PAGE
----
Apparantly nanowire memory refers to a new type of transistor utilizing
germanium/antimony/nickle/iron/tellurium/gold/silicon mixes to form
nano tubes. While it is still in the development stage, if it becomes
feasible could replace all existing forms of memory in the modern
computer. it would be more stable than hardrives for mass storages and
faster than cache or ram. (theoretically)
Germanium/sillicon core/shell nanowire claimed to be better than current mosfet.
- scaled transconductance: 3.3 mS/um, mosfet: 11-32 mS/um
- on-current: 2.1 mA/um (cannot find metrics for mosfets; typically leakage current is a few mA per die)
- hole mobility: 730 cm^2/Vs <-- 10x higher than mosfet. "claimed"
- better (lower?) switch delay than length-dependant scaling of planar silicon mosfets
Racetrack memory to replace current hardrives.
- nickel-iron nanowire
- no mechanical movement
- data moved to read or write head via spin polarized current
- theorized to have access times 100,000 faster than current hardrives
^ as far as i could tell is faster than current solid state drives and ram.
- individual bits determined by domain walls with magnetic vorticies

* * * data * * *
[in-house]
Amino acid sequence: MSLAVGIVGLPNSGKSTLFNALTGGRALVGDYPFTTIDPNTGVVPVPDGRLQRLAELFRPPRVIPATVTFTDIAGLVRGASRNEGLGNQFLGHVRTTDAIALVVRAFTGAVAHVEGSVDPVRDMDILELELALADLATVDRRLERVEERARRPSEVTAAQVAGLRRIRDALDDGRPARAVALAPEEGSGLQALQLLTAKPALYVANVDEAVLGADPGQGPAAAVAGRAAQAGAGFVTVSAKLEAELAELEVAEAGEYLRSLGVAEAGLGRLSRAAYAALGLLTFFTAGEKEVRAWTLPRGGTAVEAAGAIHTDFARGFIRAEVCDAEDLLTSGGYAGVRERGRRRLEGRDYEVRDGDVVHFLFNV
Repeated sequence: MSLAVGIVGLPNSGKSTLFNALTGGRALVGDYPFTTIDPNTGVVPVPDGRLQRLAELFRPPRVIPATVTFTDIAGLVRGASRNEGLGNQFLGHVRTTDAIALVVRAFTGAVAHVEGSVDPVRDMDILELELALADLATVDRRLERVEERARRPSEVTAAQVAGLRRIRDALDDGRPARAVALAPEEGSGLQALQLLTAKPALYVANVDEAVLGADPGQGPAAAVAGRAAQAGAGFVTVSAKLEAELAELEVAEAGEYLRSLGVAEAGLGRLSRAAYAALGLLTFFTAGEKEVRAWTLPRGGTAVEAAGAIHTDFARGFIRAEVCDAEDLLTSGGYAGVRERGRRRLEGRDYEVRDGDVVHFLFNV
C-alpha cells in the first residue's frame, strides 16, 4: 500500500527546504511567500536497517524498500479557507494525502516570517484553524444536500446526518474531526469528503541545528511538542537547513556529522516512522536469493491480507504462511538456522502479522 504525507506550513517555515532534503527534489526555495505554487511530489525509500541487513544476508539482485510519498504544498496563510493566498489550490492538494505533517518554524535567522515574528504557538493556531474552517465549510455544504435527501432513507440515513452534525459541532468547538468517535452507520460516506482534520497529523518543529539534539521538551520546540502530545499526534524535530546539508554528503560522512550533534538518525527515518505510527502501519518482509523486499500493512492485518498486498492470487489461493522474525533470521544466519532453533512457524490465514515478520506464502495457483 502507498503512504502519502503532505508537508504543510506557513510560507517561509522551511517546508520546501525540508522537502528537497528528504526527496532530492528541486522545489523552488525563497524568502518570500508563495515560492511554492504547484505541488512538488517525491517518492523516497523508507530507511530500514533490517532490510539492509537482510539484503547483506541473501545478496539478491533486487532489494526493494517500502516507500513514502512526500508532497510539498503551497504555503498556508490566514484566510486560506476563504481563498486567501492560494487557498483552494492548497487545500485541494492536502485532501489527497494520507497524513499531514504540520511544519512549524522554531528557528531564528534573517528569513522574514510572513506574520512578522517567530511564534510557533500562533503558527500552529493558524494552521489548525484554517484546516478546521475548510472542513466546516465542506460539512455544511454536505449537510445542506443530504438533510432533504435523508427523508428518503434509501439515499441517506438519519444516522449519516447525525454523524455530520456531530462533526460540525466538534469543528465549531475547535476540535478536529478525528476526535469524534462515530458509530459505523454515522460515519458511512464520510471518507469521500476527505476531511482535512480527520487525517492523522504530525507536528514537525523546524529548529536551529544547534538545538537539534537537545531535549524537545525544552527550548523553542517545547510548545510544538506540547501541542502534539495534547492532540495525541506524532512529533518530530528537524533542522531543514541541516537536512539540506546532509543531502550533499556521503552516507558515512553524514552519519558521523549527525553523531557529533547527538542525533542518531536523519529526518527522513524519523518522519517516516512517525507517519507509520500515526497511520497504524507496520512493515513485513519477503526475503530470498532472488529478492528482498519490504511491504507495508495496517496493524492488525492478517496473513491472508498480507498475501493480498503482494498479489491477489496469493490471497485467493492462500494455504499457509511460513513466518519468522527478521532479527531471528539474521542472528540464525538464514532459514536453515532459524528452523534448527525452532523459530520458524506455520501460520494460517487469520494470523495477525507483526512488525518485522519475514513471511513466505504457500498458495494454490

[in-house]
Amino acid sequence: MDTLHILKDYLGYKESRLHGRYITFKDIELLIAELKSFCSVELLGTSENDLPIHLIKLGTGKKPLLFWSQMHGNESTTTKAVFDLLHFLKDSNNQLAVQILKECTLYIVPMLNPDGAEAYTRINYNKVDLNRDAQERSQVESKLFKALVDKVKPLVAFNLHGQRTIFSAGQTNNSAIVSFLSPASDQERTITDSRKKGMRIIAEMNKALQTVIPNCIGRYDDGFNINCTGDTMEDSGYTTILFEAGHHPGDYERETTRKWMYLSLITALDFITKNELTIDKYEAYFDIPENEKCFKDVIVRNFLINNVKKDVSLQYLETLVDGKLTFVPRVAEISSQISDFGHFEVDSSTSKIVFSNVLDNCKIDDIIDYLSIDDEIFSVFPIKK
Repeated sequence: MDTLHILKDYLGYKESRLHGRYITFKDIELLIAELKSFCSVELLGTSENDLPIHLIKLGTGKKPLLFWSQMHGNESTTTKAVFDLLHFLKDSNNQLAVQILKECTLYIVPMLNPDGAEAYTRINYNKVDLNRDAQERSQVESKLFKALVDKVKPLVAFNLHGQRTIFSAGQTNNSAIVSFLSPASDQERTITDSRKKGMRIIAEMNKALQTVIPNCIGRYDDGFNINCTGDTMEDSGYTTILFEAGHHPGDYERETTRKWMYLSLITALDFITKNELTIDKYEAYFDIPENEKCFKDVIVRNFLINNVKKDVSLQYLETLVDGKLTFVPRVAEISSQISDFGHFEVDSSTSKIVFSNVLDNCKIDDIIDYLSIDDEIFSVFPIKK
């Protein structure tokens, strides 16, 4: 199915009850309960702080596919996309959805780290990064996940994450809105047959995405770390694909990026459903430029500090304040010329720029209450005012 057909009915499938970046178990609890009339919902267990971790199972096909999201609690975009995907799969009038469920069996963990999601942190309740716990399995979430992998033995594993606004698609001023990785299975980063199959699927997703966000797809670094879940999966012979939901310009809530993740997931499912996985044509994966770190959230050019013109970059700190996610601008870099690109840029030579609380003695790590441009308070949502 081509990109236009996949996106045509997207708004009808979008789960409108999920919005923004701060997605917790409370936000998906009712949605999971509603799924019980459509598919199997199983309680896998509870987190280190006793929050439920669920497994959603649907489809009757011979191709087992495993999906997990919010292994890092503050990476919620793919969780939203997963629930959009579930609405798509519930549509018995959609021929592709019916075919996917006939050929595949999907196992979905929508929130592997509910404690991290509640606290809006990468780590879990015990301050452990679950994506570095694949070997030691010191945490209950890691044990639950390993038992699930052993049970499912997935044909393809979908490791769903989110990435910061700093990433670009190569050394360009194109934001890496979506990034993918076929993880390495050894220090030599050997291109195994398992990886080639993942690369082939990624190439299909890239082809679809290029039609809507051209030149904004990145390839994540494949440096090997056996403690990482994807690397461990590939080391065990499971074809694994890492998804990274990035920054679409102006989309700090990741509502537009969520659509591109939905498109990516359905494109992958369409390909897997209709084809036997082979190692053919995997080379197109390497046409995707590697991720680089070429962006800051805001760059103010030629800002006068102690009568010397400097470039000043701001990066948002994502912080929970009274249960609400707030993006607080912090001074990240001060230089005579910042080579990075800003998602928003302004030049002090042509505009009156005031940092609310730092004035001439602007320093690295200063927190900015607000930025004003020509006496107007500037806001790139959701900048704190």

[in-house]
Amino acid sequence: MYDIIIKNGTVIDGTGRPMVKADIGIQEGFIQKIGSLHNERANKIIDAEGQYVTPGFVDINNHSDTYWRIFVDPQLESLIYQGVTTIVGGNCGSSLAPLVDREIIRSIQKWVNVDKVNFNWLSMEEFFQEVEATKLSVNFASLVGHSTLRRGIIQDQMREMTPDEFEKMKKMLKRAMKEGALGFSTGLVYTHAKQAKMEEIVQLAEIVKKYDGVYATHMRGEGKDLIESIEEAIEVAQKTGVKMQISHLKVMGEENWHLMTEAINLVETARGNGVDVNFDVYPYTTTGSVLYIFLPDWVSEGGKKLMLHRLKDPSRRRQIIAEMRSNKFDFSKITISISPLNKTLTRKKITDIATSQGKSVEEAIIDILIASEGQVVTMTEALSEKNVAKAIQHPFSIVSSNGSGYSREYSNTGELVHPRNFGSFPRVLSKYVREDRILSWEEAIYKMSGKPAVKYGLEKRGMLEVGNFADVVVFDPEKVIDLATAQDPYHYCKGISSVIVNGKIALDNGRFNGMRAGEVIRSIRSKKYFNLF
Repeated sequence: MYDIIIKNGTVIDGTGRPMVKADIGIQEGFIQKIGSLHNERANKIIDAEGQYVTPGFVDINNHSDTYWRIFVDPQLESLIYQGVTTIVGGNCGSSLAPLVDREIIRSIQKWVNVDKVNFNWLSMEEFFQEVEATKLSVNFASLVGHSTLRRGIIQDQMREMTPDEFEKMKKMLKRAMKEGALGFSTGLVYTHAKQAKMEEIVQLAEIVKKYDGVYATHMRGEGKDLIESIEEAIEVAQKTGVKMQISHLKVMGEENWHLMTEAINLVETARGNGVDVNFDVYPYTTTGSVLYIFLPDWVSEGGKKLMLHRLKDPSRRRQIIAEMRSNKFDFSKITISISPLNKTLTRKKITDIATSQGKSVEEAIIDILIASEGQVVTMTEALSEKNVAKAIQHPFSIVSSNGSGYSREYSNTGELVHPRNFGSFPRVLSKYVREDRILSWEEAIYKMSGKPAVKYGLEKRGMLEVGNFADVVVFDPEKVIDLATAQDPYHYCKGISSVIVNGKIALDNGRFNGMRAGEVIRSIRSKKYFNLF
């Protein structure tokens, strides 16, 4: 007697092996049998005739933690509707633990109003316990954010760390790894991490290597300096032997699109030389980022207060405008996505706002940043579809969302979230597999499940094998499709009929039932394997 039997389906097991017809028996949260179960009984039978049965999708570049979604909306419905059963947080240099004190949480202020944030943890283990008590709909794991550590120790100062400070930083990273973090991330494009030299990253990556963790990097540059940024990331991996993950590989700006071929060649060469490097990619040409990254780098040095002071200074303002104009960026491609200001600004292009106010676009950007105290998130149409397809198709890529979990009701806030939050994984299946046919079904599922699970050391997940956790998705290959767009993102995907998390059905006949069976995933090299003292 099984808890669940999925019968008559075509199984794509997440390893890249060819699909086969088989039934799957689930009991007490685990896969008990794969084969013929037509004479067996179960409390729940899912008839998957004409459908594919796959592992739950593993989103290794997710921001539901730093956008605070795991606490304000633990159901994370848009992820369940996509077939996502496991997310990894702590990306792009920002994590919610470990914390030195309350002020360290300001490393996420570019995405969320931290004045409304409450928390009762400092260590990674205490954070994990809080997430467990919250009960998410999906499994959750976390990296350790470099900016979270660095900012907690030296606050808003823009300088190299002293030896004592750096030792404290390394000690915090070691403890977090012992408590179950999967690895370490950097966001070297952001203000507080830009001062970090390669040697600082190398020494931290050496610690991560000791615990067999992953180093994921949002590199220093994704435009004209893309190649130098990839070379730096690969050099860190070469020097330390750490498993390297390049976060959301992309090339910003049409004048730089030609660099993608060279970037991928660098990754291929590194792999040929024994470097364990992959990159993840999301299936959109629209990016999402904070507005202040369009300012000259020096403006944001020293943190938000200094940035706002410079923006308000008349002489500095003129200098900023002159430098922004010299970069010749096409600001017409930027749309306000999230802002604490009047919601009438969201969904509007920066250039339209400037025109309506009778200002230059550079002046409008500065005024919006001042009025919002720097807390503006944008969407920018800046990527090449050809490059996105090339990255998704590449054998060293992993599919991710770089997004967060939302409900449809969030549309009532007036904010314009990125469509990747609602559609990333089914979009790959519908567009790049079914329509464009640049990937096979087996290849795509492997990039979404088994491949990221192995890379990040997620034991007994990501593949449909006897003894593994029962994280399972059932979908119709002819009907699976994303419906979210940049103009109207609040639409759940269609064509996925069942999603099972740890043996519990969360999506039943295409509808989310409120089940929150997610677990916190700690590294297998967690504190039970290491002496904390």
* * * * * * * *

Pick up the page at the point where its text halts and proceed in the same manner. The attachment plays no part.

- consumes 1/300th the energy of ram while memory is idling (a few mW vs 300ish mW)
- fast & non-volatile.
Nanowire memory that uses trits.
- germanium-tellurium nanowires
^ germanium/antimony/tellurium core with germanium telluride shell
- heated to change structure from crystalline to amorphous
^ two of the states when both shell and core are same state
- third state is when core and shell are in different states.
Bottom up method to "grow" nanowires instead of top down lithographic methods
- powdered germanium, antimony and tellurium heated to vapor
- vapors ran over chunk of silicon studded with gold nanoparticles
- as the vapor cools gold acts as catalyst forming wires
- current problem: grow in a controllable fashion, size shape and position.
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